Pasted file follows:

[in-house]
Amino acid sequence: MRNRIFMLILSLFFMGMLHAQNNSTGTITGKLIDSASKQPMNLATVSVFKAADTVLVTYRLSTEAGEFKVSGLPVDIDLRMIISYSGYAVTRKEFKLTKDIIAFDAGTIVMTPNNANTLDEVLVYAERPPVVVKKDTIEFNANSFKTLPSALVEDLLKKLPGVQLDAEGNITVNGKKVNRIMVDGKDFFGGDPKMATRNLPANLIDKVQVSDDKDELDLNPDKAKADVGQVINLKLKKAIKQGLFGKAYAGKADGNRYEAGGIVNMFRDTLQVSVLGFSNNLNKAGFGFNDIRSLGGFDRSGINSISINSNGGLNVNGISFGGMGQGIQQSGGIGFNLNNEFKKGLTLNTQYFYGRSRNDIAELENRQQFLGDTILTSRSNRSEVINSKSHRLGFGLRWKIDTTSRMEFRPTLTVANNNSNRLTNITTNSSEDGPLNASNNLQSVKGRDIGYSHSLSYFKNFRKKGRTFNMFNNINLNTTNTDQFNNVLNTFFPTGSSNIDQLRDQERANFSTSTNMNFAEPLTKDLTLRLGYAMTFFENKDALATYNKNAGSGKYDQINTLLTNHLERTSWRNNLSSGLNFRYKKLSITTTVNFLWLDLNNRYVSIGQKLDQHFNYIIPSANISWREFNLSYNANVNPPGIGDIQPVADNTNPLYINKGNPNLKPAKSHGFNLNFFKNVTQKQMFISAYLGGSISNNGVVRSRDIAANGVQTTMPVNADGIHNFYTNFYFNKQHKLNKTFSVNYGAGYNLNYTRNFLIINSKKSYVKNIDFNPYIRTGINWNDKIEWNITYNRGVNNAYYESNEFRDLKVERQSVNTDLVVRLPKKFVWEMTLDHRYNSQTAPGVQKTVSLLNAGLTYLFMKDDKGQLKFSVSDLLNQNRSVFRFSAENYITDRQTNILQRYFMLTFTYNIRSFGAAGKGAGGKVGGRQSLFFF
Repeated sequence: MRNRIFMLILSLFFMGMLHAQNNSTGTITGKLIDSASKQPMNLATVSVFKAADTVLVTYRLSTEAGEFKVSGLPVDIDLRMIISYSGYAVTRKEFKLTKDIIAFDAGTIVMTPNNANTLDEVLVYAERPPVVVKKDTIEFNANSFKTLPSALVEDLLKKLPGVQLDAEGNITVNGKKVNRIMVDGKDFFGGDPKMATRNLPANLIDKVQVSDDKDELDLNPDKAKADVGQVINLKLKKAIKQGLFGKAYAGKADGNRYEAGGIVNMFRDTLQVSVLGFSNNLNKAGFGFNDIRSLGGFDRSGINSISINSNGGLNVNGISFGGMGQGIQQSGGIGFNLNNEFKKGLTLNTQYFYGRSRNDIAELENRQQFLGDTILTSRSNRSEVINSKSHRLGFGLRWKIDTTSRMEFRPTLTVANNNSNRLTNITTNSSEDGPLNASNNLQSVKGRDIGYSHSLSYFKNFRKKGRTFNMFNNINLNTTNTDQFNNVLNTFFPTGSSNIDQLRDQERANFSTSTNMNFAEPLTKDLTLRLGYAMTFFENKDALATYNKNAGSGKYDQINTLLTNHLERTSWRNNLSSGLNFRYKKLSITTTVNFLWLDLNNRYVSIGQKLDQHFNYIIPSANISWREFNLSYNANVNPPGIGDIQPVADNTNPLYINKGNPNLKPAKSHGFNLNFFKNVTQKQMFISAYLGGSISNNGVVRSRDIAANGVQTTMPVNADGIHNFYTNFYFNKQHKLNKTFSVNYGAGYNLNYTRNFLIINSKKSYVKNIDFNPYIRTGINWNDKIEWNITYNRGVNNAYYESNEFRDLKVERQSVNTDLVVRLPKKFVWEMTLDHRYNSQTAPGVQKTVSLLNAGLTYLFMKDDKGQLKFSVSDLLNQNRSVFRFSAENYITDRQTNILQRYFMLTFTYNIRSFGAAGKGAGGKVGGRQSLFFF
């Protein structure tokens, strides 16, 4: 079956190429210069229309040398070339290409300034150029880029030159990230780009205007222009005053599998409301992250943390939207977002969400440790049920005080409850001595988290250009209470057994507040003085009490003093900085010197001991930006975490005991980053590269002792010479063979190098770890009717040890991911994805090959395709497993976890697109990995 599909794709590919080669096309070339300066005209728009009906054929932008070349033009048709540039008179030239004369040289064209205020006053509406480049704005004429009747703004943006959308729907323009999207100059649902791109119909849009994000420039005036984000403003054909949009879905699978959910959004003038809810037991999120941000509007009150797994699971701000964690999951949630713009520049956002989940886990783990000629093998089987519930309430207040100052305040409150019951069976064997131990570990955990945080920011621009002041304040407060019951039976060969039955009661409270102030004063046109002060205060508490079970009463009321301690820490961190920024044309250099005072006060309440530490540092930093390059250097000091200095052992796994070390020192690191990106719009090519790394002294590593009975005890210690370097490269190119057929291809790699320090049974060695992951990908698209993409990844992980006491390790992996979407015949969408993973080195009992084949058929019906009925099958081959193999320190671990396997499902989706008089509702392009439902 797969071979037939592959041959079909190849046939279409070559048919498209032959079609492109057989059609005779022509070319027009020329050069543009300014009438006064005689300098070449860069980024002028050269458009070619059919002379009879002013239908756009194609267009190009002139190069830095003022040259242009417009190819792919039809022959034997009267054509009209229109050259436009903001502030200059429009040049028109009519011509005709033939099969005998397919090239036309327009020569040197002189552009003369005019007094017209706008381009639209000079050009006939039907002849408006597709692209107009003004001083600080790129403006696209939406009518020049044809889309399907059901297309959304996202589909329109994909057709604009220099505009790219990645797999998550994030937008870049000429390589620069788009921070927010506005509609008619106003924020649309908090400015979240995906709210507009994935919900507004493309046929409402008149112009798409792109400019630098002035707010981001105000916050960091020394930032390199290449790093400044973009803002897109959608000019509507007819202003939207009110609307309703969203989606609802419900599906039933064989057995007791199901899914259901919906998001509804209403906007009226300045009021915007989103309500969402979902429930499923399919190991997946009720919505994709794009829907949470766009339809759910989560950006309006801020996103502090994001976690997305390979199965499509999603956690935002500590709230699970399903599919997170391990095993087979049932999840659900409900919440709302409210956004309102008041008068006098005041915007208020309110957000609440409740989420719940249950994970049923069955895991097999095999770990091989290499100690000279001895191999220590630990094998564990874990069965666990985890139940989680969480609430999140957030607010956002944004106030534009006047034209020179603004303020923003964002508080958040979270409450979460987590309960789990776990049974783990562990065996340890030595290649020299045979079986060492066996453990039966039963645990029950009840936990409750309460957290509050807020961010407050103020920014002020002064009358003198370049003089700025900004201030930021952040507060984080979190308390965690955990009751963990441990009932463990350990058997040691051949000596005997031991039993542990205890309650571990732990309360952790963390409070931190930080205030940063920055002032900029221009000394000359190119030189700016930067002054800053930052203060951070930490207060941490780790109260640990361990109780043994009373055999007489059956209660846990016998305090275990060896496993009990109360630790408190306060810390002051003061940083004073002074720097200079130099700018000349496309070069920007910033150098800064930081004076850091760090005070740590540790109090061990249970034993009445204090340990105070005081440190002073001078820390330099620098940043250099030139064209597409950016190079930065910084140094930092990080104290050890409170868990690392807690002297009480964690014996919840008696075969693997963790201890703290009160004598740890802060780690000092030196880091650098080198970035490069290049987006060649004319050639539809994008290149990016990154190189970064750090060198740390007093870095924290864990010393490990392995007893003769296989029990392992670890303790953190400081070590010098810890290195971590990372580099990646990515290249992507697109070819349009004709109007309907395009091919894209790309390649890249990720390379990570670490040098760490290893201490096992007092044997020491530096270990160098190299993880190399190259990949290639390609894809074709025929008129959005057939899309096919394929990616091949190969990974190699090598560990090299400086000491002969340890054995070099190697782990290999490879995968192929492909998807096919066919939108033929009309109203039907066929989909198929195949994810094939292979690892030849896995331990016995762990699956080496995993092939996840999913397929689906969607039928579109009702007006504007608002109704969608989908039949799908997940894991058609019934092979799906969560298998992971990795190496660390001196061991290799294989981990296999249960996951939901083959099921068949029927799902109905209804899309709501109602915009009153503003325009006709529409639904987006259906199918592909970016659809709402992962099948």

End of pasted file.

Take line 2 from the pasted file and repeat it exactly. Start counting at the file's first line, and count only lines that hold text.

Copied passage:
Amino acid sequence: MRNRIFMLILSLFFMGMLHAQNNSTGTITGKLIDSASKQPMNLATVSVFKAADTVLVTYRLSTEAGEFKVSGLPVDIDLRMIISYSGYAVTRKEFKLTKDIIAFDAGTIVMTPNNANTLDEVLVYAERPPVVVKKDTIEFNANSFKTLPSALVEDLLKKLPGVQLDAEGNITVNGKKVNRIMVDGKDFFGGDPKMATRNLPANLIDKVQVSDDKDELDLNPDKAKADVGQVINLKLKKAIKQGLFGKAYAGKADGNRYEAGGIVNMFRDTLQVSVLGFSNNLNKAGFGFNDIRSLGGFDRSGINSISINSNGGLNVNGISFGGMGQGIQQSGGIGFNLNNEFKKGLTLNTQYFYGRSRNDIAELENRQQFLGDTILTSRSNRSEVINSKSHRLGFGLRWKIDTTSRMEFRPTLTVANNNSNRLTNITTNSSEDGPLNASNNLQSVKGRDIGYSHSLSYFKNFRKKGRTFNMFNNINLNTTNTDQFNNVLNTFFPTGSSNIDQLRDQERANFSTSTNMNFAEPLTKDLTLRLGYAMTFFENKDALATYNKNAGSGKYDQINTLLTNHLERTSWRNNLSSGLNFRYKKLSITTTVNFLWLDLNNRYVSIGQKLDQHFNYIIPSANISWREFNLSYNANVNPPGIGDIQPVADNTNPLYINKGNPNLKPAKSHGFNLNFFKNVTQKQMFISAYLGGSISNNGVVRSRDIAANGVQTTMPVNADGIHNFYTNFYFNKQHKLNKTFSVNYGAGYNLNYTRNFLIINSKKSYVKNIDFNPYIRTGINWNDKIEWNITYNRGVNNAYYESNEFRDLKVERQSVNTDLVVRLPKKFVWEMTLDHRYNSQTAPGVQKTVSLLNAGLTYLFMKDDKGQLKFSVSDLLNQNRSVFRFSAENYITDRQTNILQRYFMLTFTYNIRSFGAAGKGAGGKVGGRQSLFFF